(25) Nobel Lecture of Sir Alexander Fleming: – He delivered his Nobel Lecture on December 11, 1945. He said in his lecture, “I am going to tell you about the early days of penicillin, for this is the part of the penicillin story which earned me a Nobel Award. I have been frequently asked why I invented the name “Penicillin”. I simply followed perfectly orthodox lines and coined a word which explained that the substance.
Penicillin was derived from a plant of the genus Penicillium just as many years ago the word “Digitalin” was invented for a substance derived from the plant Digitalis. To my generation of bacteriologists the inhibition of one microbe by another was commonplace. We were all taught about these inhibitions and indeed it is seldom that an observant clinical bacteriologist can pass a week without seeing in the course of his ordinary work very definite instances of bacterial antagonism.
It seems likely that this fact that bacterial antagonisms were so common and well-known hindered rather than helped the initiation of the study of antibiotics as we know it today. Certainly the older work on antagonism had no influence on the beginning of penicillin. It arose simply from a fortunate occurrence which happened. When I was working on a purely academic bacteriological problem, which had nothing to do with antagonism, or moulds, or antiseptics, or Antibiotics.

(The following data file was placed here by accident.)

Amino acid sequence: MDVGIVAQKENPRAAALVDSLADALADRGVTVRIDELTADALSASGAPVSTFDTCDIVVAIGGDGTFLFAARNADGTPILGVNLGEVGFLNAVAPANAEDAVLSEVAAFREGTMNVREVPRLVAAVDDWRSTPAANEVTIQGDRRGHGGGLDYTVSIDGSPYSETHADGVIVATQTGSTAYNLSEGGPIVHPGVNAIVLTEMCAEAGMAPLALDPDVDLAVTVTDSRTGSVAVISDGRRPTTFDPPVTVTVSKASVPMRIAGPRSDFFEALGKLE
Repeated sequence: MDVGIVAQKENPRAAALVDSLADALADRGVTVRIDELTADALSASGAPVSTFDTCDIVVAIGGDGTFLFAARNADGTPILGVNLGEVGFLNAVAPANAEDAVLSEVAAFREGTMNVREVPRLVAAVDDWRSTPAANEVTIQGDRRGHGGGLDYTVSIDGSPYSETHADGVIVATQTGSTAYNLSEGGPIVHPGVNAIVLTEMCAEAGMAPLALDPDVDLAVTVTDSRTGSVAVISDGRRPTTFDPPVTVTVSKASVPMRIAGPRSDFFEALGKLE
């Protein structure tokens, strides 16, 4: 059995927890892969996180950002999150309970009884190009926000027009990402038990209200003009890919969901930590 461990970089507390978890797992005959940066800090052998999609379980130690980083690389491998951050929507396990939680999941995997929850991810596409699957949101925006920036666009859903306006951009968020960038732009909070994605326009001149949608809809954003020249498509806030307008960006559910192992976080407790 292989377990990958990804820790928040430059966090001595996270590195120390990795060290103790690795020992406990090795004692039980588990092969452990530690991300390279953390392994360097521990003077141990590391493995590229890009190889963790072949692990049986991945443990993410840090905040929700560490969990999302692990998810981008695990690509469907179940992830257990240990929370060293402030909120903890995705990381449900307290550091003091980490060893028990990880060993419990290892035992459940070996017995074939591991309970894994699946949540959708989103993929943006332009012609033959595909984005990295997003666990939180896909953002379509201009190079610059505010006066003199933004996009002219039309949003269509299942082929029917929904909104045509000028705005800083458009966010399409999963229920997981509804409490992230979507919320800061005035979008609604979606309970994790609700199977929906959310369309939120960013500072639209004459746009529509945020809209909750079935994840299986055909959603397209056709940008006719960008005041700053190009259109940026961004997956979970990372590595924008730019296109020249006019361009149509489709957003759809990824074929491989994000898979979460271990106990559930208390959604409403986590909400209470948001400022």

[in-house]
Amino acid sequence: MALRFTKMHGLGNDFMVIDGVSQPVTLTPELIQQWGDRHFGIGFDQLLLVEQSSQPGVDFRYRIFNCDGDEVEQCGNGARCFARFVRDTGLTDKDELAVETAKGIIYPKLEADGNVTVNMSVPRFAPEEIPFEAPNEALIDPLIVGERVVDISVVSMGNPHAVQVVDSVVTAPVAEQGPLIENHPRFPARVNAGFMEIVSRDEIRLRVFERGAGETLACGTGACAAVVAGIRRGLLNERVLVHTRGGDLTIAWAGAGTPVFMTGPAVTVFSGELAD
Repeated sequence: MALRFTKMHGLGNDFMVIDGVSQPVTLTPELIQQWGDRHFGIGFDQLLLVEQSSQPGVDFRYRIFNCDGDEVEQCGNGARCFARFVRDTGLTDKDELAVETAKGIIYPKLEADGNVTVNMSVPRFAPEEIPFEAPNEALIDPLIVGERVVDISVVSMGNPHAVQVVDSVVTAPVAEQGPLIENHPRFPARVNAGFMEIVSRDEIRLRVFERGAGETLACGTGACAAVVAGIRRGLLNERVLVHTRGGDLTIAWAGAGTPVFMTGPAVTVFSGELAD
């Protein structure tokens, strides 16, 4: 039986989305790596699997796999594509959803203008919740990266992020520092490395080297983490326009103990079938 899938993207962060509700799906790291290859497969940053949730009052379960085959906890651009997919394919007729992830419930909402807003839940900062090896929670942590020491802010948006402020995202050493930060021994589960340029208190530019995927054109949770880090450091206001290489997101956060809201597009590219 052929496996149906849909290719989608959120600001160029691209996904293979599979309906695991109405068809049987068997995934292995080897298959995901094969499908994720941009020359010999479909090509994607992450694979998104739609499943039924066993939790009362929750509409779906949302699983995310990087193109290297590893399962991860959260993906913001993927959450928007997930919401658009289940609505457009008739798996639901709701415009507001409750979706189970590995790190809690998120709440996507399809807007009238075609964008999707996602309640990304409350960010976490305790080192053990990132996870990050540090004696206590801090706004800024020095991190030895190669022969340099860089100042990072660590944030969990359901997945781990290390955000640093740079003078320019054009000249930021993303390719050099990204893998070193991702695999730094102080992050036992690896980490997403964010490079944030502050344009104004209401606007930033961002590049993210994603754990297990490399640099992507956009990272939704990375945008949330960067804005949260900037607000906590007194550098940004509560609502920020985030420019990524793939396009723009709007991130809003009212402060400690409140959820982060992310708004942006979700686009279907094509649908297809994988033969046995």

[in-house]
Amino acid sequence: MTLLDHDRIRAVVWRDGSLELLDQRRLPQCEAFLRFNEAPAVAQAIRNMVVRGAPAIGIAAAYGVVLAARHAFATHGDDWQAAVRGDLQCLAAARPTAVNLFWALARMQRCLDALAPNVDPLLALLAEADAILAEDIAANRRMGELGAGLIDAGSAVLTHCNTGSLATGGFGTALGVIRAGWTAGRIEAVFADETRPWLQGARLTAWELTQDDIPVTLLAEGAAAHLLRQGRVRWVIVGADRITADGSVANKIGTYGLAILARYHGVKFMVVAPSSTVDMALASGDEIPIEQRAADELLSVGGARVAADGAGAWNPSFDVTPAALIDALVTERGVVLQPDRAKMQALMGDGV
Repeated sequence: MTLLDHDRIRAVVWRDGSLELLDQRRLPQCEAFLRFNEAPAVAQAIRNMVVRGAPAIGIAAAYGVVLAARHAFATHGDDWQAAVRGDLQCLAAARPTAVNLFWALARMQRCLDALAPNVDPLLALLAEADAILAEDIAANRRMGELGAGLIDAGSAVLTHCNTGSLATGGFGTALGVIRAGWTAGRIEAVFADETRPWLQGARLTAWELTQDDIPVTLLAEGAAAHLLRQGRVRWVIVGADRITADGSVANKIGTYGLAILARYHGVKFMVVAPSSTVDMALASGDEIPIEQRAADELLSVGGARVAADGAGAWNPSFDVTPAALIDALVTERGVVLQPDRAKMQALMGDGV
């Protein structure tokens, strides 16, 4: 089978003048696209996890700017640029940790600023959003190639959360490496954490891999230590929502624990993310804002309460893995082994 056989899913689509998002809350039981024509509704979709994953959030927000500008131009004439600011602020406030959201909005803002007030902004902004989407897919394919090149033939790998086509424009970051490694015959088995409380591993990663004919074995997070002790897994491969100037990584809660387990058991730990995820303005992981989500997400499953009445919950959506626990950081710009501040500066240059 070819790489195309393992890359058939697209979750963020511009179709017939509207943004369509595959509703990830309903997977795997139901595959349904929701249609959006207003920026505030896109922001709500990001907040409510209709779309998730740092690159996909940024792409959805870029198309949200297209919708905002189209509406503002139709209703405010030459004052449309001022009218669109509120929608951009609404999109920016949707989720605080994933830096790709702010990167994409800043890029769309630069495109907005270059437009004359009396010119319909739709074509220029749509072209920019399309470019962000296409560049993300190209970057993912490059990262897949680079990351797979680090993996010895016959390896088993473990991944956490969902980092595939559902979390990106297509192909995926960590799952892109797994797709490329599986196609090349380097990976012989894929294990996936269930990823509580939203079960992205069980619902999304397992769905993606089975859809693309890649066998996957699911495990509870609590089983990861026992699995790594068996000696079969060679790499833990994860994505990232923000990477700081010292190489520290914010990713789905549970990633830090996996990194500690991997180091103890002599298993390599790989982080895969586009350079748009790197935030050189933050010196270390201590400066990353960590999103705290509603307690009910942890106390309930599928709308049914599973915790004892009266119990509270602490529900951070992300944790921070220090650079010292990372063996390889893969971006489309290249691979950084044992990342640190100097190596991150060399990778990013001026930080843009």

In my first publication I might have claimed that I had come to the conclusion, as a result of serious study of the literature and deep thought, that valuable antibacterial substances were made by moulds and that I set out to investigate the problem. That would have been untrue and I preferred to tell the truth that penicillin started as a chance observation. My only merit is that I did not neglect the observation and that I pursued the subject as a bacteriologist. My publication in 1929 was the starting-point of the work of others who developed penicillin especially in the chemical field. Penicillin was not the first antibiotic I happened to discover.
In 1922, I described lysozyme – a powerful antibacterial ferment which had a most extraordinary lytic effect on some bacteria. A thick milky suspension of bacteria could be completely cleared in a few seconds by a fraction of a drop of human tears or egg white. Or if lysozyme-containing material was incorporated in agar filling a ditch cut in an agar plate, and then different microbes were streaked across the plate up to the ditch, it was seen that the growth of some of them would cease at a considerable distance from the gutter.